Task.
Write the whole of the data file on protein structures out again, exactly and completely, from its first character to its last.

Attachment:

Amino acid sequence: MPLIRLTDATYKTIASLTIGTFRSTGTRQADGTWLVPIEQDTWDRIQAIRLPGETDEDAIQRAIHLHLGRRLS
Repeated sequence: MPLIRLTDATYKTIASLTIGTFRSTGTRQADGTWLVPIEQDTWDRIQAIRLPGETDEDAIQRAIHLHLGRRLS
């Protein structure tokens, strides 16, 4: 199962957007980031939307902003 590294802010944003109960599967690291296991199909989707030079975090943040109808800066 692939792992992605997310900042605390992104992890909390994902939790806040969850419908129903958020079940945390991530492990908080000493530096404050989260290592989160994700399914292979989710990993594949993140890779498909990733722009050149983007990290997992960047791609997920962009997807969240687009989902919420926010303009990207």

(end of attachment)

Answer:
Amino acid sequence: MPLIRLTDATYKTIASLTIGTFRSTGTRQADGTWLVPIEQDTWDRIQAIRLPGETDEDAIQRAIHLHLGRRLS
Repeated sequence: MPLIRLTDATYKTIASLTIGTFRSTGTRQADGTWLVPIEQDTWDRIQAIRLPGETDEDAIQRAIHLHLGRRLS
């Protein structure tokens, strides 16, 4: 199962957007980031939307902003 590294802010944003109960599967690291296991199909989707030079975090943040109808800066 692939792992992605997310900042605390992104992890909390994902939790806040969850419908129903958020079940945390991530492990908080000493530096404050989260290592989160994700399914292979989710990993594949993140890779498909990733722009050149983007990290997992960047791609997920962009997807969240687009989902919420926010303009990207």